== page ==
I really don't believe this relationship will last beyond his leaving for out-of-state. If he plays football, and he he won't go to a college that doesn't let him, he will be chased by all those hot, horny college He has never had a chance to just bust loose, but I think he will at college. Although Jumper says she expects them to break up when he leaves, I hope she really does understand and will be emotionally ready. At t hat point in time, she will have just turned sixteen.
  17. susiestar

    susiestar Roll With It

    Why is he with Jumper and not a girl at his school? That is EASY. First, Jumper IS special. We know it, all who know her know it, it just is. Second, if he went with a girl from his school she would be there every day. No matter what. Driving to see a younger girlfriend takes some time, but not an outlandish amount. It leaves him free most days to do what he needs to do - far less of a time commitment than a girl who is tehre every day wanting/demanding stuff. Also, he has his eye on the prize - a college education paid for by football scholarship far away from his idiot parents. He cannot risk having a child and seems to be adult enough to understand that there is NO real way to 100% prevent pregnancy but not having sex. So he has a girlfriend who isn't ready, and knows that he is also not ready. This lets him tell all the girls at his school, who are sure to be making it known that they are available and interested, that he has a girlfriend and is faithful to her. Doesn't have to deal with questions about why not date/have sex with this or that or the other girl, etc....

    So with Jumper he has a girl who is clearly popular, cute, same status level as him, okay with not having him devoting every minute to her (LOTS of hs girls think that this is how it is suppsoed to be), and clearly is not going to push him into something he isn't ready for or let him push her into it. She is his girlfriend, and he cares about her I am sure, but she is also his shield from the hot horny high school girls who can be even more aggressive than the college girls!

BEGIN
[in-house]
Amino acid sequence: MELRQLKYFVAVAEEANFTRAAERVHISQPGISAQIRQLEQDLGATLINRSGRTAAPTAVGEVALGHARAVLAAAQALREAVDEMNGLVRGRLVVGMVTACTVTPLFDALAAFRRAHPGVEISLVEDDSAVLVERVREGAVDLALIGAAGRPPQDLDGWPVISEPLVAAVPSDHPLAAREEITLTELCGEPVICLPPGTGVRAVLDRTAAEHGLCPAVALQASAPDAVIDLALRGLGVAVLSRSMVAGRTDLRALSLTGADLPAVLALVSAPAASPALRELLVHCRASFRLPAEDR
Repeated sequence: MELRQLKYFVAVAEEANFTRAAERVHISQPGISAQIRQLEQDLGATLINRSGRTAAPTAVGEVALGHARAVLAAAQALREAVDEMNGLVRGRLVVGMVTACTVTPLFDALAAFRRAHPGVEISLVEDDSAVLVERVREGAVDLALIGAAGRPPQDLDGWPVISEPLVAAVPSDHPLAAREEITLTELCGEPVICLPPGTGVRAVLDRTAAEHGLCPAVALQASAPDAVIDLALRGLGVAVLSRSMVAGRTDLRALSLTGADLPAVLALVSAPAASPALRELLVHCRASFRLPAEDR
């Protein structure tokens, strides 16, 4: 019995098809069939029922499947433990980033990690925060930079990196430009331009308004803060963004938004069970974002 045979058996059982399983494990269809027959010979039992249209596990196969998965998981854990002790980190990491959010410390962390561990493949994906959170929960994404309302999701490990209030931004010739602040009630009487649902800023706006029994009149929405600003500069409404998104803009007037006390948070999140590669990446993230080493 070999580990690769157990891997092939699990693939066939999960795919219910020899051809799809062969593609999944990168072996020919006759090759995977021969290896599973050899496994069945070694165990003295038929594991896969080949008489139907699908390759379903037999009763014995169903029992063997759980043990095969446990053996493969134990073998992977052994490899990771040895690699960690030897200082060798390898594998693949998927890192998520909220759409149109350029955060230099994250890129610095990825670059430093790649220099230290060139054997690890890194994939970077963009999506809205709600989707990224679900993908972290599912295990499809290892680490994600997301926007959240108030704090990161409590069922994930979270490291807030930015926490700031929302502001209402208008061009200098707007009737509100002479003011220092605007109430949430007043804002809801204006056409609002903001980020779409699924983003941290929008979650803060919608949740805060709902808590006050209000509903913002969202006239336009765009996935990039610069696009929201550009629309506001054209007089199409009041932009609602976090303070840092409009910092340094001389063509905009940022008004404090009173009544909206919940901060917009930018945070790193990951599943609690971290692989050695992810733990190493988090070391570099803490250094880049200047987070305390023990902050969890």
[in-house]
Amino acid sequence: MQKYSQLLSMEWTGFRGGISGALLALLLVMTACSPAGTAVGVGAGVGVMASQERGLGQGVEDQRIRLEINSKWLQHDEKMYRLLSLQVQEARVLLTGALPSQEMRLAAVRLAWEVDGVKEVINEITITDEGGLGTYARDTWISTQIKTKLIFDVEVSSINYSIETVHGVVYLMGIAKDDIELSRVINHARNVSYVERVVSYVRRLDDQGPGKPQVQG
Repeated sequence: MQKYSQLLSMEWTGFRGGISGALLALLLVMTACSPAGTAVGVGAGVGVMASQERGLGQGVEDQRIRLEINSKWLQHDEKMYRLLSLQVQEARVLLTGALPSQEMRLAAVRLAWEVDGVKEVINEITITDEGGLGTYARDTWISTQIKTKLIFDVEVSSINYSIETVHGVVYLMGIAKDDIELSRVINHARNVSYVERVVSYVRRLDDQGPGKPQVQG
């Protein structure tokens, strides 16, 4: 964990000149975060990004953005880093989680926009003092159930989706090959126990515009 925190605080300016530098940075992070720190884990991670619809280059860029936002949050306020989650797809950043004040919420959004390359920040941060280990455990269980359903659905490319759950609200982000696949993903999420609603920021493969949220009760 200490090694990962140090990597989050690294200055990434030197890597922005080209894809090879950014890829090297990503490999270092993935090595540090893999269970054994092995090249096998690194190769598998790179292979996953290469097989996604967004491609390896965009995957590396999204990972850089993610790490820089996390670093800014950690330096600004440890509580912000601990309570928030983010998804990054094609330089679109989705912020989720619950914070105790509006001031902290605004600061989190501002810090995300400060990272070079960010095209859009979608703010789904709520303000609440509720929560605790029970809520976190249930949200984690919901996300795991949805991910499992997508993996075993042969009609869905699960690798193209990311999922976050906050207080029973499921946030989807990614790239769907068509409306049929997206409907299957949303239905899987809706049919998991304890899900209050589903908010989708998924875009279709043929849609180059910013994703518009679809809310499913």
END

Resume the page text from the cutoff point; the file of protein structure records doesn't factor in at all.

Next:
THIS is why he is dating Jumper and not someone from his school. And it gives similar protection benefits to Jumper against any boys in her school who woudl get too pushy.
  18. SomewhereOutThere

    SomewhereOutThere Well-Known Member

    I like how you think, Susie :)
  19. Marguerite

    Marguerite Active Member

    It's a good point. I'm certain that a lot of the reason, at least initially, for easy child to have her long-distance relationship with her boyfriend (now SIL1) was because she had the status (and "stay away from me, you other guys, I'm spoken for") of a boyfriend without the pressures. She was really messed up about sex for years because of the sexual assault at school when she was 5 years old.